Posted 14 March 2011
By Harper Forum Reporter, Charlotte Harley.
This week’s Harper Forum was an opportunity to hear from and question the President of the National Farmers Union, Peter Kendall.
It was also a chance for Harper students to raise their issues and concerns.
Mr Kendall began by outlining the role of the National Farmers Union (NFU) and said that public perception was a vital resource that was not being utilised.
He said the ‘old fashioned industry’ appeared to have little future, however, through better publicity this was improving.
He added that with farming featuring more prominently in government concerns, it showed that through the work of the NFU to secure the farm background in modern policy, its status was slowly improving.
Mr Kendall said that presentation of the agricultural industry was vital within up and coming legislative discussions to ensure that the government viewed the bigger picture to ‘think broader’.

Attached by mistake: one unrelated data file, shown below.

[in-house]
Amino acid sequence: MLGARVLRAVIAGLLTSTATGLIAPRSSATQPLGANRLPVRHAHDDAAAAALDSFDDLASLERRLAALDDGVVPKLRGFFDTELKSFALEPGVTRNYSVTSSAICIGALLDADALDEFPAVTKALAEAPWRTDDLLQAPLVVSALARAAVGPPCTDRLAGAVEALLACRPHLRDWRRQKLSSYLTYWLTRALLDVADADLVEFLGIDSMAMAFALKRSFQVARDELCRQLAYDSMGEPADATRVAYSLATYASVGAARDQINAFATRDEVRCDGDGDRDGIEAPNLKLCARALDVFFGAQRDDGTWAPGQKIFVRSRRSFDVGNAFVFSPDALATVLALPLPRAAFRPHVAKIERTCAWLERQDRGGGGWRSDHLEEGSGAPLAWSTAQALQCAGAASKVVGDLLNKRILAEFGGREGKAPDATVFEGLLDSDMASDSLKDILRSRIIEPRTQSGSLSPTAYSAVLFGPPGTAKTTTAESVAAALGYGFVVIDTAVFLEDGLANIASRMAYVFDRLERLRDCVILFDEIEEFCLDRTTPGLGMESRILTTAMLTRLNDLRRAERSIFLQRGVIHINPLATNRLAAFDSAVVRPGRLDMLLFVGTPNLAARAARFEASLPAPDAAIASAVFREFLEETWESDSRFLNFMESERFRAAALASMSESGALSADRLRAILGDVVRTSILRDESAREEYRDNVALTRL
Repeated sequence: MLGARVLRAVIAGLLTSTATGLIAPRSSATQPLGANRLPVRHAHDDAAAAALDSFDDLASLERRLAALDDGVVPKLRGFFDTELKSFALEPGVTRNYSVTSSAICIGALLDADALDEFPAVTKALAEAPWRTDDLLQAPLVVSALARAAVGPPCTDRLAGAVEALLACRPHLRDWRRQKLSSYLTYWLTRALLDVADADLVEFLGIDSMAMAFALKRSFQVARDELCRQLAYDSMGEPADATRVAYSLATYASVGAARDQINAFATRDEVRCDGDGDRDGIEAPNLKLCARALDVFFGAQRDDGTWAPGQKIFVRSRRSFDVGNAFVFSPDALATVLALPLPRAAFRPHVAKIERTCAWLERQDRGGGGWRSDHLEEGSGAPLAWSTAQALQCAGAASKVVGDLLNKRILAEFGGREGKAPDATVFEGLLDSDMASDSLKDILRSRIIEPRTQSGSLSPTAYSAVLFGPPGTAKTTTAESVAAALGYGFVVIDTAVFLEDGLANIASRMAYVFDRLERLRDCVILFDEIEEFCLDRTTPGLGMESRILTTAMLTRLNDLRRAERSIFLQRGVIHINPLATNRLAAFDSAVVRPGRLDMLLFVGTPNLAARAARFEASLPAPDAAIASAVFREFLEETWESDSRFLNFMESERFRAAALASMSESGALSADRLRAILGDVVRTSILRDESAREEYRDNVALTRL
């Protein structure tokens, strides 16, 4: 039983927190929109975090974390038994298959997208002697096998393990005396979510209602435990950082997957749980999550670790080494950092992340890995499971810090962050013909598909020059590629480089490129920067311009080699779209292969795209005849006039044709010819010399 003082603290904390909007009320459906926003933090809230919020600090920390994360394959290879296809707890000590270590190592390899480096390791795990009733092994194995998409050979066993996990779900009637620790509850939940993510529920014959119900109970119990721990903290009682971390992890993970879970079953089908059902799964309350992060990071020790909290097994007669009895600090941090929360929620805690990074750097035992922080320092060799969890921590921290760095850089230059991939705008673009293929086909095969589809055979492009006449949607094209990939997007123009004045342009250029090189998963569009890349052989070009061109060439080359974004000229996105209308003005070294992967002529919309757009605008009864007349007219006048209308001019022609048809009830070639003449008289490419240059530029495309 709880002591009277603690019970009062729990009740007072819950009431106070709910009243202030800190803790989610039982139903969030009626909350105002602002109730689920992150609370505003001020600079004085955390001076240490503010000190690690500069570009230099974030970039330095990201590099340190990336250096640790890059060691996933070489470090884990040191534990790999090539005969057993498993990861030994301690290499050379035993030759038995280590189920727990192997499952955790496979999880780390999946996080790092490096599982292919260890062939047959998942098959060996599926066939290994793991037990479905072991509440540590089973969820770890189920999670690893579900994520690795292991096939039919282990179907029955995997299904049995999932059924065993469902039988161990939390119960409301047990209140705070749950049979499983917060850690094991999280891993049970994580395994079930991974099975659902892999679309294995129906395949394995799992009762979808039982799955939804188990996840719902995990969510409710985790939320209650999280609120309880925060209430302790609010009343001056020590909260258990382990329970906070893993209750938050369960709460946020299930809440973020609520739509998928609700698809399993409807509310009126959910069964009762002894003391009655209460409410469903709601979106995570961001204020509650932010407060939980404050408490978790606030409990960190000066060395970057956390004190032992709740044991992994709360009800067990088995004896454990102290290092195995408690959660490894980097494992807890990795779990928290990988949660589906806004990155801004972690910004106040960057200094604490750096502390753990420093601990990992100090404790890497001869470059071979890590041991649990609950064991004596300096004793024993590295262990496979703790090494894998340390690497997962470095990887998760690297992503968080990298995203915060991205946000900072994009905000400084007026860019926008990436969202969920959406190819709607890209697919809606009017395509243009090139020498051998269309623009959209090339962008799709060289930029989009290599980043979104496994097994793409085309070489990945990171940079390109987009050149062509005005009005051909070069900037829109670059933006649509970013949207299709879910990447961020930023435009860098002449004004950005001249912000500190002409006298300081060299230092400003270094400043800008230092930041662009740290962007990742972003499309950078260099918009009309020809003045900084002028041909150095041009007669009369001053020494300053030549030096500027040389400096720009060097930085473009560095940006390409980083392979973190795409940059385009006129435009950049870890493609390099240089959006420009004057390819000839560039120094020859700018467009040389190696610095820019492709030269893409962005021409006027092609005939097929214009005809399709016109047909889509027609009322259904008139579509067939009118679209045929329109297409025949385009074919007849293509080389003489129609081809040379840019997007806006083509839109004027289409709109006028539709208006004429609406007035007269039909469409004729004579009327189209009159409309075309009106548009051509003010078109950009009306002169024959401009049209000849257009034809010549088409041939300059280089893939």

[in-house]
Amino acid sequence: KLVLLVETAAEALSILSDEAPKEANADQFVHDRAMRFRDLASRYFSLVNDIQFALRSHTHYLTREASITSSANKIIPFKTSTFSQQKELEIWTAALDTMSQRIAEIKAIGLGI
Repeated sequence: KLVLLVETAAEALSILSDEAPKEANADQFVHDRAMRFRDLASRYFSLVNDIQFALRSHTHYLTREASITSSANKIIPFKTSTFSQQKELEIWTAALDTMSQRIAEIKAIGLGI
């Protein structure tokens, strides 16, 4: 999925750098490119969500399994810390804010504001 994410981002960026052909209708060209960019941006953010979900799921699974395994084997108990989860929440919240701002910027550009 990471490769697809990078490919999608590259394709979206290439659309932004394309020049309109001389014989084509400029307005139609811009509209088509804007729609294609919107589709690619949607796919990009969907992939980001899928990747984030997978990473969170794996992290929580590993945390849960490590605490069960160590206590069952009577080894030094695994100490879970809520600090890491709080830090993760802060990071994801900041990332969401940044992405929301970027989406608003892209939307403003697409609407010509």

For instance, the effects of losing tax exemptions on normal working farm families, reducing migrant workers on soft fruit farms, and planning restrictions on rural regeneration programmes – should all be highlighted.
As food security moves up the government’s agenda, he said it was vital to import less and produce more at home.
Therefore, the NFU is establishing bonds between the industry and the government.
He said they were there to present the industry’s good points and capabilities of the farmers to fulfil the policies and environmental factors, without derogatory legislation.
Showing this ‘professional view of the industry’ means greater power to it in debates, reforms and legislative upheavals, according to Mr Kendall
During questioning, Mr Kendall expanded on the need to remove ‘bad press’ from the industry’s profile and said that to make further progression it was important to keep the government onside and engage with it and the markets.
All of which stems from how they see the industry – ie the bad press needs to be reduced.
He added that people need to understand why farmers matter, why they need different rules and why they should help. So the industry must sell its self. This was a vital message of the talk and questions.
Next week The Forum welcomes a speaker from the Game and Wildlife Conservation Trust.